the public is aroused and debates policy options; political battles occur over regulation and who pays for it; politicians hear from their constituencies and lobbyists
What are the three E's of environmental policy?
Effectiveness; Efficiency and Equity
What is the implementation stage of a policy life cycle?
the real political and economic costs are exacted; focus moves to regulatory agencies; public concern and political weight decline; emphasis shifts to development and enforcement of regulations; industry learns how to comply
What is the control stage of a policy life cycle?
years have passed since recognition stage; policies are supported; regulations become streamlined; the public may forget there was a serious problem
What are the problems that occur throughout the different stages?
countries in different stages of development are in different stages of the policy life cycle for any problem; developing countries have serious problems because public policies have not caught up with the need for control; discrepancies result from the costs of development and implementation of public policy
What are the costs of environmental public policy?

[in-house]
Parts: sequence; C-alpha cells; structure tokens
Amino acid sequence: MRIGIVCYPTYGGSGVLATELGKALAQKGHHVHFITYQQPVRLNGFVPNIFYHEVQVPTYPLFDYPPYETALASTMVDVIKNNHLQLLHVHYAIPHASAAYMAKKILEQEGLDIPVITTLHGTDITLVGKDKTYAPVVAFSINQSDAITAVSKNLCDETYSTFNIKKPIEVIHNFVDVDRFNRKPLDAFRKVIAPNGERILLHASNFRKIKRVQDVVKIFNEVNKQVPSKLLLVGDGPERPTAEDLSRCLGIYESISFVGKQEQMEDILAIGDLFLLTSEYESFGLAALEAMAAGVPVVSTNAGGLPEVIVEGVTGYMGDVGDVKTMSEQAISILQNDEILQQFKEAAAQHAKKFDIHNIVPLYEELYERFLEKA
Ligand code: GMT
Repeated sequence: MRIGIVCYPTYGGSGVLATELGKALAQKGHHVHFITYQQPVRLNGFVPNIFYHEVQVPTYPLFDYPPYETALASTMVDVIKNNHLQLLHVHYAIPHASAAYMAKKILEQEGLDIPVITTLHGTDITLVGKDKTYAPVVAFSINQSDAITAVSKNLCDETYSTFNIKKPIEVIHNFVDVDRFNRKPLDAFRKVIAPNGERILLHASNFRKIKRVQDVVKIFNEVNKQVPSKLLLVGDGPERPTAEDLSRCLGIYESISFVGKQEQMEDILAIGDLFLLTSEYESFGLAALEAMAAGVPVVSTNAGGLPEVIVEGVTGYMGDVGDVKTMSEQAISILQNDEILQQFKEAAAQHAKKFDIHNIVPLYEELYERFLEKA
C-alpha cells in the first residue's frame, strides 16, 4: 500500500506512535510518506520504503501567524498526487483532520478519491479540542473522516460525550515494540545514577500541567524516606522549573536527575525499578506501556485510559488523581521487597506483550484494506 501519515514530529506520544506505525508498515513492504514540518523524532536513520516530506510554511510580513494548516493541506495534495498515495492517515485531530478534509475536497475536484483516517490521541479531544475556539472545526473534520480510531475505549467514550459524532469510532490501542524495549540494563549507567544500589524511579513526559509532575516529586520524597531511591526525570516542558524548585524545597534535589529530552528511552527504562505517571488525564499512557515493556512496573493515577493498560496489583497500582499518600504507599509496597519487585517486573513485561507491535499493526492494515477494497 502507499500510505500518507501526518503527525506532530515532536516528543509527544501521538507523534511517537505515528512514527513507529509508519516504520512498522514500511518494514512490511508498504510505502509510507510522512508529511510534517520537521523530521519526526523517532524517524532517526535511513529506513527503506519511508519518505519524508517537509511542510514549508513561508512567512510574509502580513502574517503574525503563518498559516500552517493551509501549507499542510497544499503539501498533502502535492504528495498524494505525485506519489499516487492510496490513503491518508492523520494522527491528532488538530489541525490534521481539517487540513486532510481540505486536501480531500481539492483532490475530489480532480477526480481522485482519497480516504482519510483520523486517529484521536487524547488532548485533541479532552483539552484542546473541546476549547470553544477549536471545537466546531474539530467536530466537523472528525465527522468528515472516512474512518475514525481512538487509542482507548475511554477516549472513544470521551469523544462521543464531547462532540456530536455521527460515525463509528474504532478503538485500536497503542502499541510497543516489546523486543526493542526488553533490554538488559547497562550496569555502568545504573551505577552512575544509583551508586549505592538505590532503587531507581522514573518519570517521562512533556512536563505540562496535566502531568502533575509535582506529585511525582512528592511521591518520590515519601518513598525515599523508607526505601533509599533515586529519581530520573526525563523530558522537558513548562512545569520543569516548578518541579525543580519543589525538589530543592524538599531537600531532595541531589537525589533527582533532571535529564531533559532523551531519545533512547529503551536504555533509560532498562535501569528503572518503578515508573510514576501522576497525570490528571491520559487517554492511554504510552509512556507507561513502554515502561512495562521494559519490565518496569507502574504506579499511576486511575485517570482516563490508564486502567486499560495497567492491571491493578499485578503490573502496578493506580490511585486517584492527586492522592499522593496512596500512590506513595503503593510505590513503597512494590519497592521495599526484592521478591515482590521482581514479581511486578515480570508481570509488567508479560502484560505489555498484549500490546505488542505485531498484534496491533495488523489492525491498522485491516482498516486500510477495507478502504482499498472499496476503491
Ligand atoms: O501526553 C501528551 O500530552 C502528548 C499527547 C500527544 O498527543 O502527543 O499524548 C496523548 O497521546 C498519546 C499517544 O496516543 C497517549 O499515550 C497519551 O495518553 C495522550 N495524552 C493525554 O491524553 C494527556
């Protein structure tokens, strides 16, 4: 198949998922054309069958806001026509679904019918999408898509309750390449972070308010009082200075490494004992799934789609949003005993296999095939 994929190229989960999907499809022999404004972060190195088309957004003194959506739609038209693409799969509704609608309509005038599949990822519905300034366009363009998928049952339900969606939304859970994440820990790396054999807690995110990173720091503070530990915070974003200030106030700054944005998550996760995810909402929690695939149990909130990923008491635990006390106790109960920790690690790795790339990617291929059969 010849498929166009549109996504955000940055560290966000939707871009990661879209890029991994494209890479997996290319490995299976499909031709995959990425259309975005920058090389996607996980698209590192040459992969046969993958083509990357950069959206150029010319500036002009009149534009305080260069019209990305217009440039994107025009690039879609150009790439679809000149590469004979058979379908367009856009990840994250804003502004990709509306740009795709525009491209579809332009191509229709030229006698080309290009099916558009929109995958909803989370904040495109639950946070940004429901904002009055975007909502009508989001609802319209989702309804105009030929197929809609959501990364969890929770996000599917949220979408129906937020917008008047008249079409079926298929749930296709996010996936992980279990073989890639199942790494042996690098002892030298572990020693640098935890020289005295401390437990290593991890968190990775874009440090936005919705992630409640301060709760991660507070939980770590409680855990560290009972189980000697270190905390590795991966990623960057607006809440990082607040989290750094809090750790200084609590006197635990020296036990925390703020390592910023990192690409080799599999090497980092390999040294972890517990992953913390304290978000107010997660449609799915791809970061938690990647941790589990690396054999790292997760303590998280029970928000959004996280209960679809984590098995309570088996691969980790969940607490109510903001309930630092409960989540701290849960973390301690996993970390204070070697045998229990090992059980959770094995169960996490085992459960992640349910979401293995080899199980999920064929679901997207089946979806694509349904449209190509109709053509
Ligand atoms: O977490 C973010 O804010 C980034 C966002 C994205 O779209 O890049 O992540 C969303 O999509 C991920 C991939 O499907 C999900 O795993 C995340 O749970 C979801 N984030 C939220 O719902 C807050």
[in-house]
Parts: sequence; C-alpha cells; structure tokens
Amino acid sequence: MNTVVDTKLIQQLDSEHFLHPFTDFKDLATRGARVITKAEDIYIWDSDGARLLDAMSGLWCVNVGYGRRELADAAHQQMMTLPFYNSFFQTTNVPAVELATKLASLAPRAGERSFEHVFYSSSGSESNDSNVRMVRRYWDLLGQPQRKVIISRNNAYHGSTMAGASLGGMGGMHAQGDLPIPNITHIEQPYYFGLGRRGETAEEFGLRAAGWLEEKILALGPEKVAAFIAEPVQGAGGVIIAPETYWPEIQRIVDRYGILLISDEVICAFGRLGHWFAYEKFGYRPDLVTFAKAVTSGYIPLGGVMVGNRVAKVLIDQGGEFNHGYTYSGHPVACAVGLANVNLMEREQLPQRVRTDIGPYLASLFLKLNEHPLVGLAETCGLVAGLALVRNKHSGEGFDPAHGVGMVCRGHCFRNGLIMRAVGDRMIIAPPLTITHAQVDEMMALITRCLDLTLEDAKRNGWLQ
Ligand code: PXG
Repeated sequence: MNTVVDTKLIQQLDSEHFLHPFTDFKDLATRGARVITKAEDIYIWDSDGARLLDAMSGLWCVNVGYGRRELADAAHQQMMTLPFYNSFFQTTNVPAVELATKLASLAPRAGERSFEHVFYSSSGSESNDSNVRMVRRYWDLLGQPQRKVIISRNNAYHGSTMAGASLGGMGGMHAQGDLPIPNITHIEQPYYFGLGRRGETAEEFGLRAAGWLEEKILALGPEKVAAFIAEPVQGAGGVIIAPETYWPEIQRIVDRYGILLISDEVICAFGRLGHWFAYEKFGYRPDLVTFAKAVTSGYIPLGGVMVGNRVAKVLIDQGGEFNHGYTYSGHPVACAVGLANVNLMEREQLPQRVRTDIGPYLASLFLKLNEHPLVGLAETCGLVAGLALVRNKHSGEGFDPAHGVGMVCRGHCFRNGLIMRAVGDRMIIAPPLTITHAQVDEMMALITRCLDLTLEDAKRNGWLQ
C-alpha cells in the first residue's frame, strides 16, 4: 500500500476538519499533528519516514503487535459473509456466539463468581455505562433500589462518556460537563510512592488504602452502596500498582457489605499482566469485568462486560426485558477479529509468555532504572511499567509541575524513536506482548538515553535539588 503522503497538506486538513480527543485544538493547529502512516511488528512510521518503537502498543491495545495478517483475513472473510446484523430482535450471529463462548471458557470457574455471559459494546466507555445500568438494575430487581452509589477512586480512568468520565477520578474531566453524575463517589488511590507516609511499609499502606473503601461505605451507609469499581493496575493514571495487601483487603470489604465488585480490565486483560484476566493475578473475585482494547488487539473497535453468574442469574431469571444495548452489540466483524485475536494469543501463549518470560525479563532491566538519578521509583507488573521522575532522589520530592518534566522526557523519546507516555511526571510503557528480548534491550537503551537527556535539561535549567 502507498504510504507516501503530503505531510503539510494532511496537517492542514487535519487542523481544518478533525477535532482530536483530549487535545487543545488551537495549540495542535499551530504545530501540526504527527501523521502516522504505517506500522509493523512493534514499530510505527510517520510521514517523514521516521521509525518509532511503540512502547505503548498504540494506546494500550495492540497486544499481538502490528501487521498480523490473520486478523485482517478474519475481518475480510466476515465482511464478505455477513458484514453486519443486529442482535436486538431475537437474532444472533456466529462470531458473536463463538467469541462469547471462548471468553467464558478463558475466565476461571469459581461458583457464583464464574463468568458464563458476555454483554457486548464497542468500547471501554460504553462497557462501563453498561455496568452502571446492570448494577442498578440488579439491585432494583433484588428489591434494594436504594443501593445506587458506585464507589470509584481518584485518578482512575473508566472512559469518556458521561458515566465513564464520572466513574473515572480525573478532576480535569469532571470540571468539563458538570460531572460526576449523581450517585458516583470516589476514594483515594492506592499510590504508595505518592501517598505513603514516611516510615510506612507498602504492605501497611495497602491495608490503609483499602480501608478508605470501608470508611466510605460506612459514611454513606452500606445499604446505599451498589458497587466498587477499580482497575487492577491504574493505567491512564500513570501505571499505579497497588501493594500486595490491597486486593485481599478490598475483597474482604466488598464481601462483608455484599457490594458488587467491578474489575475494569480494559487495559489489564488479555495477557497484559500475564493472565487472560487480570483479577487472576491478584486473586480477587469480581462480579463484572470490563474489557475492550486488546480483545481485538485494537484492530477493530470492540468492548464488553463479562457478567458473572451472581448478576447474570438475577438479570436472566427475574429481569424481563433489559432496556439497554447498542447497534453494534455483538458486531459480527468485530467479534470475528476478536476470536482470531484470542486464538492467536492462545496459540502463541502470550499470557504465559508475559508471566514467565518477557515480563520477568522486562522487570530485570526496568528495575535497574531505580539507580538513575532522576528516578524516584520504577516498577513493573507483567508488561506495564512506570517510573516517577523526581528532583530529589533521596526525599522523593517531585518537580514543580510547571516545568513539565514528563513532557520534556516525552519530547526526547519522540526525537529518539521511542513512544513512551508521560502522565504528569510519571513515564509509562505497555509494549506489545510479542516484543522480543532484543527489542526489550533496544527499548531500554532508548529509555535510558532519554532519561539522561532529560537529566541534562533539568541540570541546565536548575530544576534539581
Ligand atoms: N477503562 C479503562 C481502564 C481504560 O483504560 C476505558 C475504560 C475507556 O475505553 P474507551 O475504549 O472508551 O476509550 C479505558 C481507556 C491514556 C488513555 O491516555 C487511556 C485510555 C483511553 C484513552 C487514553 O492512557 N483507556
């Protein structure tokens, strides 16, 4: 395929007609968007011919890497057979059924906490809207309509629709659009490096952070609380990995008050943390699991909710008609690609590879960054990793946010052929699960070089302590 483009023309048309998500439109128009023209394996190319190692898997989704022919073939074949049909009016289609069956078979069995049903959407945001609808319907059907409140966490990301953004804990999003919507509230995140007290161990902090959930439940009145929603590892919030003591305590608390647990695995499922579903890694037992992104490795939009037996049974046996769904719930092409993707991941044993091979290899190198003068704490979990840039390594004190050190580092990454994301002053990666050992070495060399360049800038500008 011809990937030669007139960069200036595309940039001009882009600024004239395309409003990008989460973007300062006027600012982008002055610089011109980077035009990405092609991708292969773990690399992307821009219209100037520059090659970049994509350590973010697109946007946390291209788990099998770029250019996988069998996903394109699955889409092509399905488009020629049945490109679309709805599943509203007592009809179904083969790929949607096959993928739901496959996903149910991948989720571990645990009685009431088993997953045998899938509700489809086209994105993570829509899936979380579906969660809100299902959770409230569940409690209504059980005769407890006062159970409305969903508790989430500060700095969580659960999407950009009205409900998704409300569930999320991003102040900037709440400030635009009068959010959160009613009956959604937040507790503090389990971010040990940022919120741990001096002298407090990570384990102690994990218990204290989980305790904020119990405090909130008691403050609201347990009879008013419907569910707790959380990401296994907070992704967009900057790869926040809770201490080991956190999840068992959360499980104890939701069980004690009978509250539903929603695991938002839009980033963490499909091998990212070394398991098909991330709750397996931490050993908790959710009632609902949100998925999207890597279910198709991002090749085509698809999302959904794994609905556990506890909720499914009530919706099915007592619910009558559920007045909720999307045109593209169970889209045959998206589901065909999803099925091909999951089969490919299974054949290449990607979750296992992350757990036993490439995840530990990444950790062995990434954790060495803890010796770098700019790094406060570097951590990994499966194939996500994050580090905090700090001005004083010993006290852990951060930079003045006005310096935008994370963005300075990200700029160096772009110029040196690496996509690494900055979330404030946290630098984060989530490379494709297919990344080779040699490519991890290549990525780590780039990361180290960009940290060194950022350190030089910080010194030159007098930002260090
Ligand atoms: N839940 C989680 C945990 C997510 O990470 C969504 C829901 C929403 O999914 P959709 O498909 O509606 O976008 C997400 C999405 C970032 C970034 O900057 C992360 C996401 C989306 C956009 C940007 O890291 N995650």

some policies have little or no direct monetary costs; most policies impose real economic costs that must be paid
What is the impact of industries on the economy?
special interest group and conservative think tanks argue that environmental regulations are excessive; the "environment versus economy" trade-off is a myth
How is environmental protection not bad for the economy?
states with the strictest regulations had the highest job growth and economic performance; environmental protection industry is huge
What are the impacts of environmental policy?
Environmental public policy does not diminish a nation's wealth; environmental protection industry is a major job-creating, profit-making, sales-generating industry; the argument that environmental protection is bad for the economy is unsound
What is the benefit-cost analysis?